In my newest abstract work I consistently create a complex ground in an accumulation of elements on canvas or panel–overloaded acrylic image transfers from found images, often lens based images I’ve collected over month and years. The images I choose to use in a painting, I select intuitively and may reproduce with my scanner or digital camera, print and apply to the canvas face down with a glue of transparent acrylic medium. When dry, I remove the paper surface revealing the ink of the image–these I add to and build to a visual completion, over which I layer transparent and semi-opaque acrylic color, then oil and alkyd color paints that demolish the earlier underlying esthetic, by painting out, covering over partially and adding up to a simplification, in a complex visual texture and depth.
Splash 3 through 7 all have the dimensions, 12 x 12 x 1.5 inches or in centimeters: 30.48 x 30.48 x 3.81 gallery wrap canvas, and are priced at $300.USD each.
The work titled *Splash (earth)* is a drawing in charcoal, graphite, soft pastel, and marker on 17 x 22″ / 44 x 56 cm Cartiera Magnani Velata paper
and is priced $200. USD.
About the Splash series:
My Splash series of paintings began with what I think of as an inverted ritual–in that the tannin-rainwater from the rain soaked bark of a leaning tree in my yard dripped into a vessel I had placed there for other purposes. After the rain stopped, I discovered the vessel contained the light *tea stain* and understood from my study of natural dyes how to make use of it. I collected the tannin water and returned to my studio to pour the liquid onto a paper support surface, over and over–as the water of each poured layer evaporated I collected and poured more, building layers. Then I began to paint the tannin *tea-stained* areas with watercolor paint, acrylic paint glazes, finally adding details with markers.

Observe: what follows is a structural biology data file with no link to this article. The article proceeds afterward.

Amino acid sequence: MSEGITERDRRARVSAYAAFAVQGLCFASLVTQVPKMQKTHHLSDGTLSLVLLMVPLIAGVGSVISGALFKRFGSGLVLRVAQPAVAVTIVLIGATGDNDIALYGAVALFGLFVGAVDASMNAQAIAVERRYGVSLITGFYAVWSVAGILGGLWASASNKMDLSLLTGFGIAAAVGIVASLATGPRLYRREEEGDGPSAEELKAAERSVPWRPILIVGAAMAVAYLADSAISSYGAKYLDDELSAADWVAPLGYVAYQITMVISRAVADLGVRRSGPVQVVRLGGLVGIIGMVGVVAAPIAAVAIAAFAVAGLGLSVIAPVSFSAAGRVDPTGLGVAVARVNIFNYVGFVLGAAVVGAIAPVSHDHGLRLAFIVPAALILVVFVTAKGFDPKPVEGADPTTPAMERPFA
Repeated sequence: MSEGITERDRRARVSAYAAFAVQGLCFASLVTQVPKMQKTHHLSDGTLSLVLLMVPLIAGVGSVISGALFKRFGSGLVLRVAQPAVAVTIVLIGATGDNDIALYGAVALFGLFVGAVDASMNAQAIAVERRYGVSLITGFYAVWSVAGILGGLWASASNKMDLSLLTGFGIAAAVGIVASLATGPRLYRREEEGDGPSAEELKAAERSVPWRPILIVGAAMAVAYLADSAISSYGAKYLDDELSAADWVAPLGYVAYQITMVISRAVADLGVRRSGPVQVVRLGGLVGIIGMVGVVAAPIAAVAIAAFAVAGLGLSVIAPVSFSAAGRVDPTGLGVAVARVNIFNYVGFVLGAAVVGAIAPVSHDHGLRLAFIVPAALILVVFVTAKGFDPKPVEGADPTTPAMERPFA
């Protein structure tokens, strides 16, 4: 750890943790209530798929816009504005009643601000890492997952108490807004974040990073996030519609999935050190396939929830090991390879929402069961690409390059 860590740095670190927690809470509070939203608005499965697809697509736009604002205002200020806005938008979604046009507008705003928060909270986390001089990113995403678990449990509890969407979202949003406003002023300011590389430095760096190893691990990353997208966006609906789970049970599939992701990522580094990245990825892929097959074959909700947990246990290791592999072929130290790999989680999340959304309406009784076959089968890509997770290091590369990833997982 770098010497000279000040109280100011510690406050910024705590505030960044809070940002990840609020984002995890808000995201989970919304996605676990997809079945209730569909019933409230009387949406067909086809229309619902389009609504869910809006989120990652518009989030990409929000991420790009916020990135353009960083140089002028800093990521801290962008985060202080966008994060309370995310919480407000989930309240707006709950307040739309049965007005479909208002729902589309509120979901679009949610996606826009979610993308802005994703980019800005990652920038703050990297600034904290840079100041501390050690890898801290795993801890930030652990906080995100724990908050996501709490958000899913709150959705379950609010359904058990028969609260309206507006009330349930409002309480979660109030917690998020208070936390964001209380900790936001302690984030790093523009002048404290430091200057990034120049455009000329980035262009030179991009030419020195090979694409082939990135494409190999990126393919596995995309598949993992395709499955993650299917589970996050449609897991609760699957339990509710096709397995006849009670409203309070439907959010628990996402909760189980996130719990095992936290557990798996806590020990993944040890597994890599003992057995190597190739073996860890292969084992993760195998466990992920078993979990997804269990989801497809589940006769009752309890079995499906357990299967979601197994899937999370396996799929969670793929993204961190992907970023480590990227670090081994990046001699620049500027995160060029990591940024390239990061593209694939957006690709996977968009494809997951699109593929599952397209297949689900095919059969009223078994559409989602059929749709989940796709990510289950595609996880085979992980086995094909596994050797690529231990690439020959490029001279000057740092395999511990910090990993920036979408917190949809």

That was how I came to create the first of the Splash series of paintings. My father was quite ill and then passed away shortly after I painted this first Splash.
When I did return to the Splash painting two years later, it was as a quite different me–unable to recreate my approach. I worked from real tea stain make from store-bought tea bags, and as my forms for my Splash paintings expanded and developed I began to use other art materials, such and acrylic mediums and alkyds, and pour my mixes directly onto stretched canvases. I feel many of my color choices are informed by advertisements –American, Japanese, Chinese–influences from my travel and expatriate years in Asia. Even the central splash form (in black) in *Splash 7* is reminiscent of layered and abstracted Chinese calligraphic characters I also continue to study and work from.
Questions? Please email Marie Kazalia at: email@example.com Serious inquiries only.